Somalia battles to contain locusts before crop harvesting
Somalia on Sunday declared a locust infestation sweeping the Horn of Africa to be a national emergency, as insects devastated food supplies in one of the world’s poorest and most vulnerable regions.
“The ministry of agriculture ... has declared a national emergency in view of the current desert locust upsurge that poses a major threat to Somalia’s fragile food security situation,” a ministry statement read.
Experts said the locust swarms were the result of extreme weather swings and Somalia’s declaration, the first country in the region to do so, was aimed at boosting national efforts to tackle the hungry insects.
The locusts have led to what the Food and Agriculture Organisation (FAO) has termed the worst situation in 25 years in the Horn of Africa.
“Food sources for people and their livestock are at risk,” the agriculture ministry said.
“The desert locust swarms are uncommonly large and consume huge amounts of crops and forage.”
The declaration was made to focus efforts and raise funds, because it was critical to contain the swarms before harvesting of crops in April, the ministry said.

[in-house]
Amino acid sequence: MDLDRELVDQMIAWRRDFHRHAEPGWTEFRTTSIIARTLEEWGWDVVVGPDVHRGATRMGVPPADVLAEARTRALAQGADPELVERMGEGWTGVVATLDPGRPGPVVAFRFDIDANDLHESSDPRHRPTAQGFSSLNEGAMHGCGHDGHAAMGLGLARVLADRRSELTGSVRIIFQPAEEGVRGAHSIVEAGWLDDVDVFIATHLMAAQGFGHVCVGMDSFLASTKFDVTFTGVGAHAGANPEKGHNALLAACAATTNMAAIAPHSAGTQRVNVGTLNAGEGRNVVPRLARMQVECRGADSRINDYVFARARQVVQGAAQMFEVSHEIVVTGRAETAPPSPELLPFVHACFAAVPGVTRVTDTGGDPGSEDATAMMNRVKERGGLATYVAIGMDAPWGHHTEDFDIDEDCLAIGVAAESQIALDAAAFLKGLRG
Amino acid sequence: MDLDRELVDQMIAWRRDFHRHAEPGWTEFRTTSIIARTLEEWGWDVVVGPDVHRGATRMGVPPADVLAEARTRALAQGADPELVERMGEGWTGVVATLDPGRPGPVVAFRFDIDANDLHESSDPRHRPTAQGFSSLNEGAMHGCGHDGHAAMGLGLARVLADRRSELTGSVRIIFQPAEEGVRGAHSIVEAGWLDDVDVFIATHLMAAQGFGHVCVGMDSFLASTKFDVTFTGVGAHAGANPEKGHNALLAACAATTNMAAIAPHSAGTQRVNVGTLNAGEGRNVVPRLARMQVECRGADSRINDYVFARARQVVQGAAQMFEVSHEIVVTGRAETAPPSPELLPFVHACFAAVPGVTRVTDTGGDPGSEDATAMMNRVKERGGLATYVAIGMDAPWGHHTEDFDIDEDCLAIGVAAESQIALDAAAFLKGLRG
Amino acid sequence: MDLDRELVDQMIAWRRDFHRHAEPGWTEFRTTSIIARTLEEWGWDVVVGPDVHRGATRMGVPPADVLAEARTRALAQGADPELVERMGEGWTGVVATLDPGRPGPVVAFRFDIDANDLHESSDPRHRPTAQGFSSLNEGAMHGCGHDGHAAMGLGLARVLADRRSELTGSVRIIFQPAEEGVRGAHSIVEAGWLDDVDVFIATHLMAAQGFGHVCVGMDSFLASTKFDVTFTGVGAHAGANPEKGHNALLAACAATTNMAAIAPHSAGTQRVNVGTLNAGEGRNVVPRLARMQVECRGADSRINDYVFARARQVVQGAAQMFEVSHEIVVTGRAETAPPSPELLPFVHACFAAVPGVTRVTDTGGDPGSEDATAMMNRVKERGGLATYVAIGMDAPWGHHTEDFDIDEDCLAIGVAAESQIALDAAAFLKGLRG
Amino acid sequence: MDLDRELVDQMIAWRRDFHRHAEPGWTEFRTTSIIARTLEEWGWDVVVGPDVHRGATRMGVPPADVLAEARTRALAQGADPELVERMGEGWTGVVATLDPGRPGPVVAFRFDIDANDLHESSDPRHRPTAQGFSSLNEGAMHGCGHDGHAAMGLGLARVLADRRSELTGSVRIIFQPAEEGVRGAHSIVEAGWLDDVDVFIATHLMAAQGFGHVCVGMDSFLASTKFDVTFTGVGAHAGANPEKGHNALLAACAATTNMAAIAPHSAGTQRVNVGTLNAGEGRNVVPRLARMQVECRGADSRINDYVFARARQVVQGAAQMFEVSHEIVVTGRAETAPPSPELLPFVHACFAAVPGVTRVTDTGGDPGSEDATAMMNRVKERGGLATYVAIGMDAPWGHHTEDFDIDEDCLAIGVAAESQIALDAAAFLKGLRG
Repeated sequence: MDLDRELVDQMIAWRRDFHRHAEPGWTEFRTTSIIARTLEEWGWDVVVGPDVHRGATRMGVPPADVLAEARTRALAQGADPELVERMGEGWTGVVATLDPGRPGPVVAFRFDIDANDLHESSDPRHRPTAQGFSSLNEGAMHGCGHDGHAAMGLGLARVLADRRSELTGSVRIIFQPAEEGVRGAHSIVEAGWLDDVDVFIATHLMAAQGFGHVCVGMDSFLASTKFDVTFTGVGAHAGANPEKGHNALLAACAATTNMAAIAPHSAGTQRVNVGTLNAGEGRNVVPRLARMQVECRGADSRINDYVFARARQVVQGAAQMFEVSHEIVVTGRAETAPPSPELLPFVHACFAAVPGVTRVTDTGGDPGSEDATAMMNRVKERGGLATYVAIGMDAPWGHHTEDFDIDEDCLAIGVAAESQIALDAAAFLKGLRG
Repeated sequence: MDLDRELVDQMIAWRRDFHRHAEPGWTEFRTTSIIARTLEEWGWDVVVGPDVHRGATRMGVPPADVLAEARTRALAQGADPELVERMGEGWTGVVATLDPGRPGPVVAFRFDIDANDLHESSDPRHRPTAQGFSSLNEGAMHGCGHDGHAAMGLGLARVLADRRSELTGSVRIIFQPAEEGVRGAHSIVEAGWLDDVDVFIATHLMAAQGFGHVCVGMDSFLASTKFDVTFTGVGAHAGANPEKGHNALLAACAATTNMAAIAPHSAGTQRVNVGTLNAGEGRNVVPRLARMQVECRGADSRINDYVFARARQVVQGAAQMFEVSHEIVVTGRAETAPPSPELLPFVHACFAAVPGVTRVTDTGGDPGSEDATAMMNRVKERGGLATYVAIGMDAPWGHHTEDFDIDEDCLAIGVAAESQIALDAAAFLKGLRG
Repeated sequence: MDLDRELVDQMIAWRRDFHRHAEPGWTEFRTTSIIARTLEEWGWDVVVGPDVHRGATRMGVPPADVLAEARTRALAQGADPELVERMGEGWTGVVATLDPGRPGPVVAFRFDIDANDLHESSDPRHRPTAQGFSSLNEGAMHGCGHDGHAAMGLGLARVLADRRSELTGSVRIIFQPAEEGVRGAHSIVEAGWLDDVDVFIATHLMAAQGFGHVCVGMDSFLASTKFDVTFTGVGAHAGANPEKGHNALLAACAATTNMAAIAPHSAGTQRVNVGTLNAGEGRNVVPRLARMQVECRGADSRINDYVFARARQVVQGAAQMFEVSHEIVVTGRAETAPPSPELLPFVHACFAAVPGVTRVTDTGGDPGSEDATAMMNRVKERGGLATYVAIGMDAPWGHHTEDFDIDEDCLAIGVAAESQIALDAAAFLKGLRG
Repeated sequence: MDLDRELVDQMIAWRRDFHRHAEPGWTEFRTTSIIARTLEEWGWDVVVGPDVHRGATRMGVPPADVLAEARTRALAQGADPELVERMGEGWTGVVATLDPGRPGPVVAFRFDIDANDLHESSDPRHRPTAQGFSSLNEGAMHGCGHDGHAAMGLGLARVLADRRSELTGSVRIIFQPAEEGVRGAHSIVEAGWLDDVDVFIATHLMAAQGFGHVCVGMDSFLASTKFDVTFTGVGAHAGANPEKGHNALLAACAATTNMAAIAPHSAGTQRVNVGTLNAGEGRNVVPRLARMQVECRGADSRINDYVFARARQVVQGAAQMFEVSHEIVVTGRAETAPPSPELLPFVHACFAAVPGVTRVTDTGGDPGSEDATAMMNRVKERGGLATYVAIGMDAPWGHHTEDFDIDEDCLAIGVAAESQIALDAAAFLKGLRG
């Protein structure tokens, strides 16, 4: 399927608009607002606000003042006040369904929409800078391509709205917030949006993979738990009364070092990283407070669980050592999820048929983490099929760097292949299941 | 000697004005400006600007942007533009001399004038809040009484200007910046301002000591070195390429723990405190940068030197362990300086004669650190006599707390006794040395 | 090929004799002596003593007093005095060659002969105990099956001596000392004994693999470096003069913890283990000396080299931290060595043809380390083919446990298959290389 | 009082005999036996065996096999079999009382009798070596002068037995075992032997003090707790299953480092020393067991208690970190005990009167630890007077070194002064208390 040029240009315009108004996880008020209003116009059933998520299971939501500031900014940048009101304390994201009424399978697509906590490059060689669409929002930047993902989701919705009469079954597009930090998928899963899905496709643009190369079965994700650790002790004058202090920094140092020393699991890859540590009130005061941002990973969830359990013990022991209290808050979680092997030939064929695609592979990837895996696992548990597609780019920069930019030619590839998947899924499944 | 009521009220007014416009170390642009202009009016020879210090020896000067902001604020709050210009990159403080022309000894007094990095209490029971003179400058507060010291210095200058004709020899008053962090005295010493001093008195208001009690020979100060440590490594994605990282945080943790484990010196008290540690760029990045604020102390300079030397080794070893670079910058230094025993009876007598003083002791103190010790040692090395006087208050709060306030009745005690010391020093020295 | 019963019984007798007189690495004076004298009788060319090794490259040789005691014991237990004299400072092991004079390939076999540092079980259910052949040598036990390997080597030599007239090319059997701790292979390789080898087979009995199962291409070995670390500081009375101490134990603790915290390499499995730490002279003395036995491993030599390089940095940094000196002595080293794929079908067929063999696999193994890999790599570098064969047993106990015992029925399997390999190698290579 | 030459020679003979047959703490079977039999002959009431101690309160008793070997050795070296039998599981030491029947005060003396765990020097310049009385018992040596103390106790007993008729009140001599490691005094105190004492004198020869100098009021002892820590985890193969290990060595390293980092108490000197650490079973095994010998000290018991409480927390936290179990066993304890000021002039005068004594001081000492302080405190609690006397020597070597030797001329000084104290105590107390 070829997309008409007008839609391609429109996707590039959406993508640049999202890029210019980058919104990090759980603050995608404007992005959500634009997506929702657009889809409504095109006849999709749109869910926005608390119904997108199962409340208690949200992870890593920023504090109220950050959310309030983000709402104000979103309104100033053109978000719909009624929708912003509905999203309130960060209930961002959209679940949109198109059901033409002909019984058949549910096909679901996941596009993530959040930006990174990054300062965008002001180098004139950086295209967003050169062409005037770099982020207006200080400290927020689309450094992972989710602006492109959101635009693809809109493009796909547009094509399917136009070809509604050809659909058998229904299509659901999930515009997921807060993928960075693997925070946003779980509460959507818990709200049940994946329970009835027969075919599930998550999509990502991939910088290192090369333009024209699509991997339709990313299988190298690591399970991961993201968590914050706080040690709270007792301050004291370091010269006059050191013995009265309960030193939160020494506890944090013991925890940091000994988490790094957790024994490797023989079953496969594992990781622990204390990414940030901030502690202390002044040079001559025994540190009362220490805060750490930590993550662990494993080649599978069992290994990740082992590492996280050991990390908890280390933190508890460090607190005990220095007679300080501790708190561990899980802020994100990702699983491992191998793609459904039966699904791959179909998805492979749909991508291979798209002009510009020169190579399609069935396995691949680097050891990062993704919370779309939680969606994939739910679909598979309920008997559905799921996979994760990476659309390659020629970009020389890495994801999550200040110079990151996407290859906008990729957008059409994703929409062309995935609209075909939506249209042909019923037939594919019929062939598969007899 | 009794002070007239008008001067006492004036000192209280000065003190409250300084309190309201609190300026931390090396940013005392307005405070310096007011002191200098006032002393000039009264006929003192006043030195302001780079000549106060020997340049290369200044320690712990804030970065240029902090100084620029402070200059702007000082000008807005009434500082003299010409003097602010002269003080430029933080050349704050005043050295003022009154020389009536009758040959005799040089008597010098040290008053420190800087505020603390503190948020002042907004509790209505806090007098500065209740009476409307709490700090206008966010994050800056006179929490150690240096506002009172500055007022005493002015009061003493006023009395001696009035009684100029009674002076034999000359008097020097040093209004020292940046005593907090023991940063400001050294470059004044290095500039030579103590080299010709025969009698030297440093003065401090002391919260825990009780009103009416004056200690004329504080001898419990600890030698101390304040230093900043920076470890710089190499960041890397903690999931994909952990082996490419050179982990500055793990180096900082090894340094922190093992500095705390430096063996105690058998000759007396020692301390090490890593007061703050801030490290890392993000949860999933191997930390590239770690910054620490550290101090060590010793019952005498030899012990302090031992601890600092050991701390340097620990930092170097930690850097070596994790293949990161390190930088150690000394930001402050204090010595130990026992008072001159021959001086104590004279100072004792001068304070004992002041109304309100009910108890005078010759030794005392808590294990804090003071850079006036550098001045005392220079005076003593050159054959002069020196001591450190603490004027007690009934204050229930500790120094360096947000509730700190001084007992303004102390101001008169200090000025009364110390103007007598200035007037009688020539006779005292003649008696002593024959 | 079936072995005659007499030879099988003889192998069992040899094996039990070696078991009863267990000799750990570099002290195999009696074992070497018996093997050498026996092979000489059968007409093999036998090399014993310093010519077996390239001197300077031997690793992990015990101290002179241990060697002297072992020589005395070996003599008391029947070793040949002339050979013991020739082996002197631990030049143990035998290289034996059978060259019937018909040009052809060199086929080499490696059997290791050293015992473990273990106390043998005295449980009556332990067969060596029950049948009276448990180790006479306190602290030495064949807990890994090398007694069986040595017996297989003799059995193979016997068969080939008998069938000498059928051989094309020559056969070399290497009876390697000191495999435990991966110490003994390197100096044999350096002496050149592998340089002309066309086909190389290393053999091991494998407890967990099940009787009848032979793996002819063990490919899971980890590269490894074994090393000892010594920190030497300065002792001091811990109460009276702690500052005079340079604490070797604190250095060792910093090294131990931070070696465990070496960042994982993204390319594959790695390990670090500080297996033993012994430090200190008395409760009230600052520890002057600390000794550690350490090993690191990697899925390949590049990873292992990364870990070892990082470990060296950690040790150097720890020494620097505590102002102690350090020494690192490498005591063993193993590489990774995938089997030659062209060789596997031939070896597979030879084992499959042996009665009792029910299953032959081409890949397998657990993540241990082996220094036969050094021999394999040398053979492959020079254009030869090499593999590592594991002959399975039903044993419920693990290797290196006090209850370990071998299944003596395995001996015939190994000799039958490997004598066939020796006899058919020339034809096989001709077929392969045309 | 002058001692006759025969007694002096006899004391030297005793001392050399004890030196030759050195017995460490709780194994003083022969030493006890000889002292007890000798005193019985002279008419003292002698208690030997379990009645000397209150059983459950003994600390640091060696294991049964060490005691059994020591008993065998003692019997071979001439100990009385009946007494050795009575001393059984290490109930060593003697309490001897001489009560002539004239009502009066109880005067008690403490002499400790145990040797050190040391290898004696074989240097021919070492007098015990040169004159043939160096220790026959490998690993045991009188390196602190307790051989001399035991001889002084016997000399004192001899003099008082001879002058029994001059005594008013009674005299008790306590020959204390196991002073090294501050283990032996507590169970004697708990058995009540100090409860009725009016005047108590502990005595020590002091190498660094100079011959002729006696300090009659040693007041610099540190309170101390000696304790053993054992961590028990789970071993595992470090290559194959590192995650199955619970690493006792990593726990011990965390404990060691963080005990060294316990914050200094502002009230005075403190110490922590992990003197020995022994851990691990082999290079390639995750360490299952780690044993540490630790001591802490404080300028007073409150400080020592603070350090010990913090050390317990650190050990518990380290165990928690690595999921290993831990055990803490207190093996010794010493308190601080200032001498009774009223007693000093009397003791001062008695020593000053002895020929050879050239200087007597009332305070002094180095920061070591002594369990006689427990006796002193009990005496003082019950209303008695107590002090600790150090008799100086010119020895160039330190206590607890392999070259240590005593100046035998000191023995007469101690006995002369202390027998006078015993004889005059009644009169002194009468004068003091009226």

Desert locusts, which cause major crop damage and hunger, are a species of grasshopper that live largely solitary lives, until a combination of conditions promote breeding and lead them to form huge swarms.
“Given the severity of this desert locust outbreak, we must commit our best efforts to protect the food security and livelihoods of Somali people,” agriculture minister Said Hussein Iid.
“If we don’t act now, we risk a severe food crisis that we cannot afford.”
According to the regional Food Security and Nutrition Working Group, East Africa is already experiencing a high degree of food insecurity, with more than 19-million people facing acute hunger.
Swarms formed in eastern Ethiopia and northern Somalia and have moved through the region.
The FAO said the current invasion was known as an upsurge — when an entire region is affected.
However, if it gets worse and cannot be contained over a year or more it would become what is known as a plague of locusts.
There were six major desert locust plagues in the 1900s, the last of which was from 1987 to 1989.
The last major upsurge took place from 2003 to 2005. — AFP
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